Thursday, July 08, 2010

The milky way

There's a nifty article in today's food section of the L.A. Times about the resurgence of milkmen in Southern California. Milkmen, I thought, had gone the way of rotary telephones and roller skates with metal wheels . . . but no, it appears that they're making a comeback.

We had a milkman the whole time I was growing up. I think we got a delivery of four half-gallons of whole milk (later 2%) twice a week until I was in high school. Four gallons of milk a week! Well, there were six of us in our household, and we all drank milk. My brother and sisters and I all loved milk -- we poured it on our cereal every morning and each drank at least one glass at night for dinner. Milk was, in fact, one of the few dietary items that my mom put any kind of restriction on: we were allowed to have a second glass at dinnertime, but no more than that, and it was frowned upon to take more than about half a glass's worth for that second serving. I think Mom just didn't want to run out. Mom and Dad drank milk, too, though not as avidly as we kids did, and Mom used it in a fair amount of her cooking, especially in desserts.

Our milkman left our milk delivery in a little wire basket outside the back door. He arrived in the wee hours -- probably around 4 or 5 a.m. -- and whoever was up first brought the milk inside and put it in the fridge. Our milk did not arrive in glass bottles as pictured -- it came in plastic jugs with screw-on caps. We would put the basket back outside the night before the next delivery was due. I never thought much about it until, as I said, my mom stopped the milk delivery and started buying gallons from the supermarket sometime during my high school years. I don't know if whoever sold us the milk stopped offering home delivery around then, or if my mom decided that it was more economical to buy milk at the market.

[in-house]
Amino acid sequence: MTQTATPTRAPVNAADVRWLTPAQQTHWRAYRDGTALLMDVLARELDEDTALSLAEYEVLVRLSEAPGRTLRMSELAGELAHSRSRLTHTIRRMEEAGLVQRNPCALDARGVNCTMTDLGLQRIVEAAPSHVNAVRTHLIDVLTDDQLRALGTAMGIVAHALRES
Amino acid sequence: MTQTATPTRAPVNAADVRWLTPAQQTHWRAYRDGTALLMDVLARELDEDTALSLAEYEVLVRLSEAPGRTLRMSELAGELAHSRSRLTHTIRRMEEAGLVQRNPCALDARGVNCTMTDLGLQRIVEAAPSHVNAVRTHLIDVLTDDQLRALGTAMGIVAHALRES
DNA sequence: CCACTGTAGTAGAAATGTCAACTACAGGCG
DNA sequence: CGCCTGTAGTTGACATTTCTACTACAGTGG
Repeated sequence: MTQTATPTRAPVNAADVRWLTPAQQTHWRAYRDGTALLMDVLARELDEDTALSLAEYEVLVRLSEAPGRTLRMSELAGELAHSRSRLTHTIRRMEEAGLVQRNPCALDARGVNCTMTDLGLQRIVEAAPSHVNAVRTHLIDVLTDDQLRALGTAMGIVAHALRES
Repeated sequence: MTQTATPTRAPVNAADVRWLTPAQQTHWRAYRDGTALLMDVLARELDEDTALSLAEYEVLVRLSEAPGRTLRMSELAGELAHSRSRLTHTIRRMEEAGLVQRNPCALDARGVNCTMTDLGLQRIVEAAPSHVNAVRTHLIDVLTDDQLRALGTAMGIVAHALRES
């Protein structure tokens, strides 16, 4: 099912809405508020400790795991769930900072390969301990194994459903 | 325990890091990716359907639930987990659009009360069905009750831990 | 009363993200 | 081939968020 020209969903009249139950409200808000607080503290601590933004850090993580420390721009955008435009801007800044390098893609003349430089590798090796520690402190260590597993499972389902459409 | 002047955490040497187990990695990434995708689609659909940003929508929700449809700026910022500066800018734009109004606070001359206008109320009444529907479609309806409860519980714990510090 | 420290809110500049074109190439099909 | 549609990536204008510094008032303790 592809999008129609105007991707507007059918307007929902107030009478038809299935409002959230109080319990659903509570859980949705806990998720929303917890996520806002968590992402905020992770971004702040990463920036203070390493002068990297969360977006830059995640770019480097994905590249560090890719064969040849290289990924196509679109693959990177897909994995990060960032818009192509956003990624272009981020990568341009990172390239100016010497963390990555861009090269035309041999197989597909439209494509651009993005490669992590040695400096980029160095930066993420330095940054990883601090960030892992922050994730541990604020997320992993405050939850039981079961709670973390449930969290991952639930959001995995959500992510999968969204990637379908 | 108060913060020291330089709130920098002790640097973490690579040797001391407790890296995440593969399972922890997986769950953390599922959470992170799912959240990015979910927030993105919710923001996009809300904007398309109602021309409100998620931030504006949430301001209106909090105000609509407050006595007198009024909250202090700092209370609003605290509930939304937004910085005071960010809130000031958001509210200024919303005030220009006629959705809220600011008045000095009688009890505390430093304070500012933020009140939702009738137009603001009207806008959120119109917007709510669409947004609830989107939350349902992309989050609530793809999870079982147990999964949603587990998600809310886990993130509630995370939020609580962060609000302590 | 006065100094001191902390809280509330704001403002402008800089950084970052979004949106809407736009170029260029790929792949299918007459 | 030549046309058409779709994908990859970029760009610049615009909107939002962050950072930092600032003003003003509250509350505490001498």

I learned about centrifugal force when my brother took an uncapped half gallon of milk and swung it in a circle over his head, and none of the milk flew out of the jug. (And just now, when I was looking for an online article on centrifugal force to link to, I learned that it doesn't really exist! Yet more youthful notions shattered.)

The house Sean and I live in now, built in 1922, has a milk door (please note: that picture is not our milk door) in the back wall of the house. The milkman, in days of yore, would open the little door and place the milk on a shelf inside what is now the laundry room. The door is sealed shut now, but the Times article almost makes me want to sign up for delivery service and make that milk door operational again. I wonder if there's anything that would ever make me want to start using a rotary phone again?

From the Got Milk? website, here is the recipe for Salted Caramel Milkshakes (serves 2):

1 pint of vanilla ice cream
1/4 cup caramel sauce
1/2 cup milk
1 tablespoon salt
To finish: whipped cream

Combine all ingredients in a blender and pulse until combined. Divide between 2 glasses and top with whipped cream.


Pile Girl said...

My new husband's dad was a milkman in Newport Beach when he (John, not his dad) was growing up in the 1950s. John sometimes went with his dad during school vacations. They either left the milk (glass bottles) in metal carriers on the porch, or sometimes went right into people's houses and put the milk in their refrigerator.

Emile Marston said...

Rotary phones for me are old school phones and people nowadays already use new and innovative phones because it has more features and services than old phones. Even companies that have call centers have better quality hosted pbx solutions for better and clearer connection and reception while talking with their clients or customers.